On Saturday 10th I visited Kurunegala hospital and the rehabilitation facilities in its district north east of Colombo. It was a 3 hour drive heading on the A1 towards Kandy. My   12 colleagues were social workers, nurses, support staff and a doctor. I was collected an hour and ¾’s  later than arranged…umm a few phone calls and text after an hour I found out the transport had not turned up hey ho Sri Lankan organisation not… so after lots of apologies we were on the way ,out came breakfast ,so they were all forgiven . My family will know my love of eating on journeys, as a child heard to ask “can we eat yet” havin’ not even gone a mile! There was loads of small eats really tasty veg rolls, roti – spicy stuffed chapati, and sandwiches, as my porridge had been well and truly digested whilst waiting, I tucked in.

I really enjoyed the drive the time to contemplate (as they were all talking SL) my situation in comparison to UK it had been a long time since I had worked a Saturday, being here I had done 2(no worries I get the time back) the SL tend to work a 6 day week, nurses do many long stretches to gain days off so they can travel back to their family homes. The social workers get over time to supplement their low salaries. Talking to one of the docs the other day about working terms and conditions, he gets 26,000 rupees plus 12,000 for on call etc  = 36,000 (remember I get 30,000 which is  £142)  4 weeks holiday which they usually work to get extra money as they cant really afford to go anywhere they do take the odd day off for weddings and some of the many festival/bank holidays (26 of them ) I thought about the privileged life  and choices I, or should I say “us” westerners have. Don’t worry I’m not going to get all philosophical, but just sharing my thoughts with you.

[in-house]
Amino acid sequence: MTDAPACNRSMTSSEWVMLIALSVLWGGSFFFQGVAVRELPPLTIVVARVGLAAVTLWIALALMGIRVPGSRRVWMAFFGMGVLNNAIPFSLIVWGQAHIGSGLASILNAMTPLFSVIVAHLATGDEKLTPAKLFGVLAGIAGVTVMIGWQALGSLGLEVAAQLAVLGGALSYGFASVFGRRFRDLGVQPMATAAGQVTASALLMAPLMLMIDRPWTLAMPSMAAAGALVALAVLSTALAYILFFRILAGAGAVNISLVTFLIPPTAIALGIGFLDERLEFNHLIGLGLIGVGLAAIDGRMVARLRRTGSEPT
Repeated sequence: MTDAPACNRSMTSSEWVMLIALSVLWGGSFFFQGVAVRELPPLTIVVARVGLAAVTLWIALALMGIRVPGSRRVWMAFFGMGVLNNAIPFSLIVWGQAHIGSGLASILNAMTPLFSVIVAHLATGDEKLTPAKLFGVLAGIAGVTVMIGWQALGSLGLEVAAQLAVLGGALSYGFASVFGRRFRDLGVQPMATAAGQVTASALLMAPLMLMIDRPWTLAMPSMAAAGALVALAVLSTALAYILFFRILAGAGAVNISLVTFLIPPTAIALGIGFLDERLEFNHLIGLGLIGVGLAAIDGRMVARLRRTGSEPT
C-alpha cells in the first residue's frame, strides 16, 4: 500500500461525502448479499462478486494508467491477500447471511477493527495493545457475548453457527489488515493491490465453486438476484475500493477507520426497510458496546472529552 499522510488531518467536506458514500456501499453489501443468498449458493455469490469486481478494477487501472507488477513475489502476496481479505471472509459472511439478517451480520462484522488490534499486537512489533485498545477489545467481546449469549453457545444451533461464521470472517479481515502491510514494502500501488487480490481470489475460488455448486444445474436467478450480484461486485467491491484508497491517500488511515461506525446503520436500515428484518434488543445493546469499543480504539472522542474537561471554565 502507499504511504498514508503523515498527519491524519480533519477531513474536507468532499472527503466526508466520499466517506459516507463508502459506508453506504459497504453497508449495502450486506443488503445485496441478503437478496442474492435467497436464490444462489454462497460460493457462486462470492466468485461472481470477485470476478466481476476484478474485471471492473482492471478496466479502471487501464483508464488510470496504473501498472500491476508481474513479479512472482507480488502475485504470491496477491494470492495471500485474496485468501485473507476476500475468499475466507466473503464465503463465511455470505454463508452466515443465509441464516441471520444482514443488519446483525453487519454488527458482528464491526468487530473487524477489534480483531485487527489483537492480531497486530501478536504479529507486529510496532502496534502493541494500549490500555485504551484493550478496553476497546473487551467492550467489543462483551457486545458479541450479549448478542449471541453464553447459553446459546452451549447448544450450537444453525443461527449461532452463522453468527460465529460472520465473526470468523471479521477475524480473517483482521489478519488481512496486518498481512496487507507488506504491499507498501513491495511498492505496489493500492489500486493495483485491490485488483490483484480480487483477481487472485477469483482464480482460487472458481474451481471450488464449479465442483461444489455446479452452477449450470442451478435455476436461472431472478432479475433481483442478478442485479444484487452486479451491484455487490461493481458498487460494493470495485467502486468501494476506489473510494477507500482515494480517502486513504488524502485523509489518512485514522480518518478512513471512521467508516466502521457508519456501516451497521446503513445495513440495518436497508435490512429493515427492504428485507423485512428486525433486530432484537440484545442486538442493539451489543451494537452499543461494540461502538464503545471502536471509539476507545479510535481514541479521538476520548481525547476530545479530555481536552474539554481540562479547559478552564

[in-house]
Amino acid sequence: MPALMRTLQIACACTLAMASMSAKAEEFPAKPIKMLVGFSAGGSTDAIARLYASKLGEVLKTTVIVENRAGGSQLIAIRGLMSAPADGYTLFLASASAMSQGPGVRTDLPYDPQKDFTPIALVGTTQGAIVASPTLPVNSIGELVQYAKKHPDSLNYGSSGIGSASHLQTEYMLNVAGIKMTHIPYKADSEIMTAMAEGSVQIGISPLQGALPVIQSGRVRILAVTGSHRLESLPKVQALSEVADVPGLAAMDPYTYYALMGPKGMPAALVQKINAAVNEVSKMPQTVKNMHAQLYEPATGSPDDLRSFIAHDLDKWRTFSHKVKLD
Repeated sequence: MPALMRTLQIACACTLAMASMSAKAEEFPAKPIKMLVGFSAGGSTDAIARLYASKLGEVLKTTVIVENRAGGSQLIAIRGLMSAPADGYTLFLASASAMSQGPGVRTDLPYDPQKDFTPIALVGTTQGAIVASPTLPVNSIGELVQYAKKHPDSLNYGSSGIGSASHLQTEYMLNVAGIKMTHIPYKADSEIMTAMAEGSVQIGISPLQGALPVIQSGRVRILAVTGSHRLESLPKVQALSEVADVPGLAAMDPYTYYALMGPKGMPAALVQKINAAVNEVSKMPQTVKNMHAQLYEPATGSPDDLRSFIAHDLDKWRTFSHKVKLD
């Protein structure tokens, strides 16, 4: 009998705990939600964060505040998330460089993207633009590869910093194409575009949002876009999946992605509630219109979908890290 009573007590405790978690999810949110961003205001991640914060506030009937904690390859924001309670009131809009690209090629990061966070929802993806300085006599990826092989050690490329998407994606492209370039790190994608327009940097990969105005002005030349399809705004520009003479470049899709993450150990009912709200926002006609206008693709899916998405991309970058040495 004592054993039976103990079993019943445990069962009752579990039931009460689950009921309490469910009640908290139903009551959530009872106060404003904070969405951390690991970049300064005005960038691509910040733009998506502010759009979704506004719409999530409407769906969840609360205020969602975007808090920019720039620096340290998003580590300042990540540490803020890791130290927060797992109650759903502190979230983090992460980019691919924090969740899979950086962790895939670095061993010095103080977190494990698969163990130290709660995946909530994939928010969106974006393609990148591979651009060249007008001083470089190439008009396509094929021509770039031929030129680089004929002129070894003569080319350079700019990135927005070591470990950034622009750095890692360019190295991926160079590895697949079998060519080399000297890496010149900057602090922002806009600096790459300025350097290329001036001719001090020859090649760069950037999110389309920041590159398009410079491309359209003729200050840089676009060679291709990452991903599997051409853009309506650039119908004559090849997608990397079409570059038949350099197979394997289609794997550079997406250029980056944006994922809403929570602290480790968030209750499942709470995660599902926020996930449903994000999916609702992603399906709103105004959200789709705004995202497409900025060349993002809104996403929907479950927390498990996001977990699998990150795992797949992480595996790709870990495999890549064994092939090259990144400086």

Every body was chattering away, laughing, I did not feel excluded, quite the opposite they made every effort to include me telling me bits of history or sharing a joke, they are such a generous race of people despite the war torn country, its political situation,  lack of funding to health services and development, they get on with living. It has to be more than just the weather, I  digress to thoughts of my travels around Australia with Stephen my bro in 1988, I drove him to distraction (and to drink I’m sure) with my daily “Ooh its looks like its going to be another nice day, makes you feel good when the sunshine’s  don’t  it ! As we approached Kurunegela I spied a huge Buddha sitting atop of the hill side, I pondered upon religious beliefs, mental note to read about Buddhism, I’m here for 2 years, I need to understand what makes these folk tick…